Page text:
Marcia Funebre No. 3, "Colpo d'apoplessia," Op. 165, PP.144.3
Marcia Funebre No. 3 is the first of what has been identified as the "forensic" marches due to its title referring to a "stroke of appoplexy" as the cause of death. The nickname is clearly written in Ponchielli's hand though its presence may indicate either his own state of mind or a long-standing tradition to name funeral marches in a grim manner to alleviate the very real stress of dealing with the grief of fellow Cremonesi. This sort of humor remains today among the ceremonial units of the military bands stationed in Washington, D.C. The United States Army Band, especially, has so many funerals that on many days two bands and a dozen trumpeters must be dispatched to deal with the many soldiers who want to be buried in Arlington National Cemetery.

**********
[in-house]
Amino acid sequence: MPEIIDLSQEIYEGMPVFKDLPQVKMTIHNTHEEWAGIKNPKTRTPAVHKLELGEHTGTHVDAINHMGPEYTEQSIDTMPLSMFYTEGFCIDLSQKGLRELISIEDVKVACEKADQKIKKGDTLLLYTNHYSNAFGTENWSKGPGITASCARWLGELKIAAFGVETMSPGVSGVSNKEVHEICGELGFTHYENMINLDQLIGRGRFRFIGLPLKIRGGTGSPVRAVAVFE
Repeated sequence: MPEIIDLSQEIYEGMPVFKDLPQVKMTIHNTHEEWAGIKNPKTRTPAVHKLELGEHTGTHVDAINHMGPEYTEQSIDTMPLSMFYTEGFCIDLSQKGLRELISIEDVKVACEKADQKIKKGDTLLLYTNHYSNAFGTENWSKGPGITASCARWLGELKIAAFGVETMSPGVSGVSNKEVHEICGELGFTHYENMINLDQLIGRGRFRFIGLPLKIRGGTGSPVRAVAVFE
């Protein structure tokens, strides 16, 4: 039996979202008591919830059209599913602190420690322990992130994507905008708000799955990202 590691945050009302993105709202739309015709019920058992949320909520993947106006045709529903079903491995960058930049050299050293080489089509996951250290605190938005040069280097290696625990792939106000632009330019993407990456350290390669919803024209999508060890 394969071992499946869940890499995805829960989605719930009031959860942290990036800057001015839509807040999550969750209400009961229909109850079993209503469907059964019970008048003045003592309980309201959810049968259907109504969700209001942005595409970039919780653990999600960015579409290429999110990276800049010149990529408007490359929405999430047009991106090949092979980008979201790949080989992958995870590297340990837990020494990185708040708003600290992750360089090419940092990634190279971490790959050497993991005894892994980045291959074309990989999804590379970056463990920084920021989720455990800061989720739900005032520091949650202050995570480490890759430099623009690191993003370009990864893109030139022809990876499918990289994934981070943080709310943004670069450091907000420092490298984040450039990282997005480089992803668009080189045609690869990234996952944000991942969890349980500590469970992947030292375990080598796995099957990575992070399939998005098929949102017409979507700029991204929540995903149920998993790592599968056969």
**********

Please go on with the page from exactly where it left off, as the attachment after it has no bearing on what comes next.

The "beethovenian" key relationship (C Minor/A-flat Major) masks a march that has a heightened sense of drama and pathos. Dotted rhythms and sigh motifs resound in almost every measure. A particularly dramatic effect occurs in the closing measures of the March where the low brass have dramatic unison five-note runs to the dominant "G." The Trio is a rather simple bel canto melody scored thickly to allow players to rest during a long procession. Another sign of the relatively early date of this march is the percussion notation where the "Rullo velato" and "Cassa [sola]"are specified in the score.
Date on score: None Given
Performances: None can be ascertained